15 July 2019: It is ironic that a lender with the safest business of mortgages should become the most unsafe firm for its own investors.
It is no secret that Dewan Housing Finance Corp. Ltd (DHFL) is running out of oxygen to survive and its stock has already collapsed after the company indicated its days could be numbered. “These developments may raise a significant doubt on the ability of the company to continue as a going concern,” said DHFL, citing financial stress and downgrades, besides lack of funding, as factors behind the dire assessment.
What the company needs is funding and it needs it quick.
For that, lenders need to trust DHFL, which they don’t. The delay in publishing unaudited financial results for the March quarter shows that the trust deficit with investors is widening too. The company’s shares fell 29% on Monday after it reported huge losses for Q4.
DHFL’s loan book is in a mess and the surge in gross bad loans to 2.74% of the total loan book is the least of the problems. If one adds developer loans where cheques have not been banked, the stressed asset pool surges to more than 21% of its loan book.
For loans worth ₹20,750 crore, there are gaps in documentation. The company intends to monetize a pile of loans, which according to its estimates are valued around ₹36,000 crore. The fair value erosion is estimated to be ₹3,190 crore by DHFL.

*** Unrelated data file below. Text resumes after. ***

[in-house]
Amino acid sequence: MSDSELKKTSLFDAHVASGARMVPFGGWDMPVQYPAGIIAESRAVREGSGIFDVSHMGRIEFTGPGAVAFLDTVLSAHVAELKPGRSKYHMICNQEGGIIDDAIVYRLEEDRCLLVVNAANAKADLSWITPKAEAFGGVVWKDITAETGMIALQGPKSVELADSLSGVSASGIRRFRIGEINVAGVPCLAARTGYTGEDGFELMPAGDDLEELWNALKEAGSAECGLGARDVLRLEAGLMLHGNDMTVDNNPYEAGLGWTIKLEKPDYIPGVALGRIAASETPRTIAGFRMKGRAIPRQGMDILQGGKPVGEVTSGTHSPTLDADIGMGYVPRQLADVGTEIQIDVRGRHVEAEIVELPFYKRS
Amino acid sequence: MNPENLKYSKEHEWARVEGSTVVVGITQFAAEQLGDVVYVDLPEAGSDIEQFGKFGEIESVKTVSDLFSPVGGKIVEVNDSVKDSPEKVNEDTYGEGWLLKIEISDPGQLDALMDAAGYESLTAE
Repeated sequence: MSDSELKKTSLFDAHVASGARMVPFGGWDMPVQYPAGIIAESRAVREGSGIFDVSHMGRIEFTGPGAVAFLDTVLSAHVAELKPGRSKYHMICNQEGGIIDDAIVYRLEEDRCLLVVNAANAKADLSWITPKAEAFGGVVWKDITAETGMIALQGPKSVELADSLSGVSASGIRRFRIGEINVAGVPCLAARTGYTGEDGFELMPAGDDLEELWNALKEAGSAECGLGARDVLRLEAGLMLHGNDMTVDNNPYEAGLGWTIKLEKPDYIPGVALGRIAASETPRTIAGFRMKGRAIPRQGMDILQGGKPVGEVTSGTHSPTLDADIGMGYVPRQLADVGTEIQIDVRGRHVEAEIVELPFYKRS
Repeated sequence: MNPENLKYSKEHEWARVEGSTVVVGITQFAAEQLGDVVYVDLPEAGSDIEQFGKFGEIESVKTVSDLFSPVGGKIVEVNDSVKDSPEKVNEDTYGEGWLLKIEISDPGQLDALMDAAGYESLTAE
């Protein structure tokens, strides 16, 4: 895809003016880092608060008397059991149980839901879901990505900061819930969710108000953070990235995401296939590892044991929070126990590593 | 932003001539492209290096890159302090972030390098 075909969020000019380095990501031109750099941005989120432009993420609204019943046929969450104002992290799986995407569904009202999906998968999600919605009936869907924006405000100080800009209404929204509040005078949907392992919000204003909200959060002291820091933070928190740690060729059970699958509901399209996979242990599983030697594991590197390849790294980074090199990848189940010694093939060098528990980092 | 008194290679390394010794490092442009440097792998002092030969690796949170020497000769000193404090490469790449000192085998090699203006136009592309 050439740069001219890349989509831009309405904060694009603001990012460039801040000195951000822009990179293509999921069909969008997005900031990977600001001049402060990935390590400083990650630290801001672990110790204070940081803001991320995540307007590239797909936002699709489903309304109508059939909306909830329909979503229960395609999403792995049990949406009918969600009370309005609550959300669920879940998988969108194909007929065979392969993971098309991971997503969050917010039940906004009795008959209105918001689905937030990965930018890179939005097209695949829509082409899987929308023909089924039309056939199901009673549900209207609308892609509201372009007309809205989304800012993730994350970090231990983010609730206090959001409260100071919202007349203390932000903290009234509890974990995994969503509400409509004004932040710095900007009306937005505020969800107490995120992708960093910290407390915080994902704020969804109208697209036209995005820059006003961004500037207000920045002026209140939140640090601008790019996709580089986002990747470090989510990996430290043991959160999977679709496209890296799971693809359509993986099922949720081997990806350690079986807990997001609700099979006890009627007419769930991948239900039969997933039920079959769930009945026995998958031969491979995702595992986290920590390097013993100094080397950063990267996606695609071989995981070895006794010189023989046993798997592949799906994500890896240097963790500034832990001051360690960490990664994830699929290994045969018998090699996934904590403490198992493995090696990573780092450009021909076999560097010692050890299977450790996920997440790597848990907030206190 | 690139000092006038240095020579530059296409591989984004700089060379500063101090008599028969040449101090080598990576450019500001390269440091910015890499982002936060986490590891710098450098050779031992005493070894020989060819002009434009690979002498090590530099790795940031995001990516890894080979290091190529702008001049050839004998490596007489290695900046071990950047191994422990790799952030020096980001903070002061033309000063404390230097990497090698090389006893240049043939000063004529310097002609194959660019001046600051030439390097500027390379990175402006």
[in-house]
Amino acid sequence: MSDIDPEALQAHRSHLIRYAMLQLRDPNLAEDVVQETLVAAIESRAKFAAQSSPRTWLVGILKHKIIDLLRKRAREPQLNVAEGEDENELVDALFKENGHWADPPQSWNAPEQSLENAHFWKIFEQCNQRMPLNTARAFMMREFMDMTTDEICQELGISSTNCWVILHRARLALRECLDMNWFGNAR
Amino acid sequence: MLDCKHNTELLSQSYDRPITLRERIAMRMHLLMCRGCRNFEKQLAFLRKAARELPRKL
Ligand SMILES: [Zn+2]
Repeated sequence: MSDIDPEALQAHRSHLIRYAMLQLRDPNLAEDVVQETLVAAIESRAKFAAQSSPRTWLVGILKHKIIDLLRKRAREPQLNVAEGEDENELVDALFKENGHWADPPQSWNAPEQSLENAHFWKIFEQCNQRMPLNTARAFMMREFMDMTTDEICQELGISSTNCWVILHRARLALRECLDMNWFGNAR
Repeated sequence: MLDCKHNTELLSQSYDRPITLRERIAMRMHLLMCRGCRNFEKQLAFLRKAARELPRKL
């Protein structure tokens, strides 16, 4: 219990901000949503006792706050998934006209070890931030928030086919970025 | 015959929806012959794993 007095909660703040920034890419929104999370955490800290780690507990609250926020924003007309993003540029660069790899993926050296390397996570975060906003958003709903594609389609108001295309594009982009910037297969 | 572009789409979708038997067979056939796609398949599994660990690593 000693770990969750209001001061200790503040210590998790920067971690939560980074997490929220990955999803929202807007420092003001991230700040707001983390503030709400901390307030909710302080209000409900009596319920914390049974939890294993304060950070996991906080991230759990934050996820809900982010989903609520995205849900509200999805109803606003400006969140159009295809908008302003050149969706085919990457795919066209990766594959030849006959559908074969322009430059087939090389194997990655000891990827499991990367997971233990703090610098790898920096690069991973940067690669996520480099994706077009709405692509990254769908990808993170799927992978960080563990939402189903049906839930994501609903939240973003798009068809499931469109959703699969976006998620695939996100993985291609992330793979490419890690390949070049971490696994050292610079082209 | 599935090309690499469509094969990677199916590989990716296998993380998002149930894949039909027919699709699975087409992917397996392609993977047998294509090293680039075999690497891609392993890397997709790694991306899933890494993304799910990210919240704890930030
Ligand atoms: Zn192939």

Considering that the regulator highlighted gross divergences in assessing risk and, hence, capital levels, investors don’t believe the judgement of the management any more.
“The numbers are not believable when divergences are being talked about in the case of past numbers,” said an analyst at a global brokerage firm, requesting anonymity.
There are also concerns about DHFL’s pooled loans. The company pooled loans and sold them off to banks in its efforts to raise money. Most of them are said to be of the retail category.
(Graphic: Vipul Sharma/Mint)
But after Brickwork Ratings India Pvt. Ltd downgraded one such pool to “C” from “BBB” in June, a fresh concern now is whether these pools are kosher.
Trust is running low among investors and DHFL has not been able to raise any funds from the bond market, its go-to place up until September last year.
It had to sell stake in two of its group firms to generate money to pay off maturing debt, but a huge mound is still to be paid.
That said, inflows have reduced to a trickle and DHFL defaulted on its interest payments yet again last week.
Some analysts believe that lenders will have to take a haircut of 50-60% as part of any resolution plan.
“The erosion on DHFL shares is testament to the fact that investors don’t expect much. Perhaps some investors are willing to wait a week to see the resolution plan and, if it doesn’t materialise, the company’s life is at stake,” said an analyst on condition of anonymity.
Lenders have given until 25 July to the company to come up with a resolution plan. Will DHFL survive? That would depend on how banks, mutual funds and more than 86,000 bondholders view the plan.